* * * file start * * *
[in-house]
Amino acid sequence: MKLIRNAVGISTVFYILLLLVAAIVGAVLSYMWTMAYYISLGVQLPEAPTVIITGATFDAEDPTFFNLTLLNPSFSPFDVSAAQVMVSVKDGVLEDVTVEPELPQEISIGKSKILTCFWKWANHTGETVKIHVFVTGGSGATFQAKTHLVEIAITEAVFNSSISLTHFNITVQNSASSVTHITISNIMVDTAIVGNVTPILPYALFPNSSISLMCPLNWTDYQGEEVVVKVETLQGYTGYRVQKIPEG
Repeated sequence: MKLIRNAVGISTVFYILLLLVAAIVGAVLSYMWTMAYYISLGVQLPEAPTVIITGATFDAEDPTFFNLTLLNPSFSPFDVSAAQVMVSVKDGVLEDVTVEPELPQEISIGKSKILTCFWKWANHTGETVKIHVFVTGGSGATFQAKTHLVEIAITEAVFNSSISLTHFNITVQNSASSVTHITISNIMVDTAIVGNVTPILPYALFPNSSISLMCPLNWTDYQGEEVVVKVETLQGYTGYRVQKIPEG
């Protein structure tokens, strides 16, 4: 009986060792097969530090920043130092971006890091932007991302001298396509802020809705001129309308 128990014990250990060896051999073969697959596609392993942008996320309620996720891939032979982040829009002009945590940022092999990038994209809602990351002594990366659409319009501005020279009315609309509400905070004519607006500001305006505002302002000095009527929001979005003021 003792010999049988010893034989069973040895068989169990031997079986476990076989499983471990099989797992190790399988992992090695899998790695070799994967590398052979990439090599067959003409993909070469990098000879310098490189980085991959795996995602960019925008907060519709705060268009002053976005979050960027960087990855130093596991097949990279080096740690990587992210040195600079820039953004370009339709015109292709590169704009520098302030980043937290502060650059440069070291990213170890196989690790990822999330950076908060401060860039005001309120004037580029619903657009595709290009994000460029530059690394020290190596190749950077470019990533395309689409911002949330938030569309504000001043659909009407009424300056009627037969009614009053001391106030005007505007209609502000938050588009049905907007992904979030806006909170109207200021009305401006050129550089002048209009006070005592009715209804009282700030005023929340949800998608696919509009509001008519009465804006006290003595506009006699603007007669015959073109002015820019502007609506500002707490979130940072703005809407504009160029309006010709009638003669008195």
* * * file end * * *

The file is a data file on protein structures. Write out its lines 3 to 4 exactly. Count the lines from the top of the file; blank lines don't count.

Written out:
Repeated sequence: MKLIRNAVGISTVFYILLLLVAAIVGAVLSYMWTMAYYISLGVQLPEAPTVIITGATFDAEDPTFFNLTLLNPSFSPFDVSAAQVMVSVKDGVLEDVTVEPELPQEISIGKSKILTCFWKWANHTGETVKIHVFVTGGSGATFQAKTHLVEIAITEAVFNSSISLTHFNITVQNSASSVTHITISNIMVDTAIVGNVTPILPYALFPNSSISLMCPLNWTDYQGEEVVVKVETLQGYTGYRVQKIPEG
């Protein structure tokens, strides 16, 4: 009986060792097969530090920043130092971006890091932007991302001298396509802020809705001129309308 128990014990250990060896051999073969697959596609392993942008996320309620996720891939032979982040829009002009945590940022092999990038994209809602990351002594990366659409319009501005020279009315609309509400905070004519607006500001305006505002302002000095009527929001979005003021 003792010999049988010893034989069973040895068989169990031997079986476990076989499983471990099989797992190790399988992992090695899998790695070799994967590398052979990439090599067959003409993909070469990098000879310098490189980085991959795996995602960019925008907060519709705060268009002053976005979050960027960087990855130093596991097949990279080096740690990587992210040195600079820039953004370009339709015109292709590169704009520098302030980043937290502060650059440069070291990213170890196989690790990822999330950076908060401060860039005001309120004037580029619903657009595709290009994000460029530059690394020290190596190749950077470019990533395309689409911002949330938030569309504000001043659909009407009424300056009627037969009614009053001391106030005007505007209609502000938050588009049905907007992904979030806006909170109207200021009305401006050129550089002048209009006070005592009715209804009282700030005023929340949800998608696919509009509001008519009465804006006290003595506009006699603007007669015959073109002015820019502007609506500002707490979130940072703005809407504009160029309006010709009638003669008195």